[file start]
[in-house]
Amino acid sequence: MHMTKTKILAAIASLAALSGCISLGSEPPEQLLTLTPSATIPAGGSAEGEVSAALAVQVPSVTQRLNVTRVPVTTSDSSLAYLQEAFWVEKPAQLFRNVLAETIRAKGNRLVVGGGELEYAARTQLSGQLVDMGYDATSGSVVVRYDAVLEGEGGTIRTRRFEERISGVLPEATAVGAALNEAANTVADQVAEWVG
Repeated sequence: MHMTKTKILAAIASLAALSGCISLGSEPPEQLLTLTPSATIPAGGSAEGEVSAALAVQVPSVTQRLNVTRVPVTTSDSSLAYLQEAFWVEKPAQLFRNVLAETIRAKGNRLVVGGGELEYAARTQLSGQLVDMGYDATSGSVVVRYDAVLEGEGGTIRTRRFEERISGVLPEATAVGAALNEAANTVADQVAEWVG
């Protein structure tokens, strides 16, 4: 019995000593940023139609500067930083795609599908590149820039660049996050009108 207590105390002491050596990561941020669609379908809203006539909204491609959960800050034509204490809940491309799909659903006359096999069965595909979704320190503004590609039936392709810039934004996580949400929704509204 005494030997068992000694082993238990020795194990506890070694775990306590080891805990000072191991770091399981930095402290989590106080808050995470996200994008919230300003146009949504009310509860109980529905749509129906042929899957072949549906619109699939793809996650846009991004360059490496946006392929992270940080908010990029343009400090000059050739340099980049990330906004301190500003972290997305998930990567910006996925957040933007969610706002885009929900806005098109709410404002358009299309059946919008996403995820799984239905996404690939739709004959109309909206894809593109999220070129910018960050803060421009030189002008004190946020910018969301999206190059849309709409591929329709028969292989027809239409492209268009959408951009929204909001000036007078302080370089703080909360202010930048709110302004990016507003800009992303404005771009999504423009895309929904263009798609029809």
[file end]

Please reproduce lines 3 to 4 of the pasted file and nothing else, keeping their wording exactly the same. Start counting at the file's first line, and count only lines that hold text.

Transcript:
Repeated sequence: MHMTKTKILAAIASLAALSGCISLGSEPPEQLLTLTPSATIPAGGSAEGEVSAALAVQVPSVTQRLNVTRVPVTTSDSSLAYLQEAFWVEKPAQLFRNVLAETIRAKGNRLVVGGGELEYAARTQLSGQLVDMGYDATSGSVVVRYDAVLEGEGGTIRTRRFEERISGVLPEATAVGAALNEAANTVADQVAEWVG
């Protein structure tokens, strides 16, 4: 019995000593940023139609500067930083795609599908590149820039660049996050009108 207590105390002491050596990561941020669609379908809203006539909204491609959960800050034509204490809940491309799909659903006359096999069965595909979704320190503004590609039936392709810039934004996580949400929704509204 005494030997068992000694082993238990020795194990506890070694775990306590080891805990000072191991770091399981930095402290989590106080808050995470996200994008919230300003146009949504009310509860109980529905749509129906042929899957072949549906619109699939793809996650846009991004360059490496946006392929992270940080908010990029343009400090000059050739340099980049990330906004301190500003972290997305998930990567910006996925957040933007969610706002885009929900806005098109709410404002358009299309059946919008996403995820799984239905996404690939739709004959109309909206894809593109999220070129910018960050803060421009030189002008004190946020910018969301999206190059849309709409591929329709028969292989027809239409492209268009959408951009929204909001000036007078302080370089703080909360202010930048709110302004990016507003800009992303404005771009999504423009895309929904263009798609029809």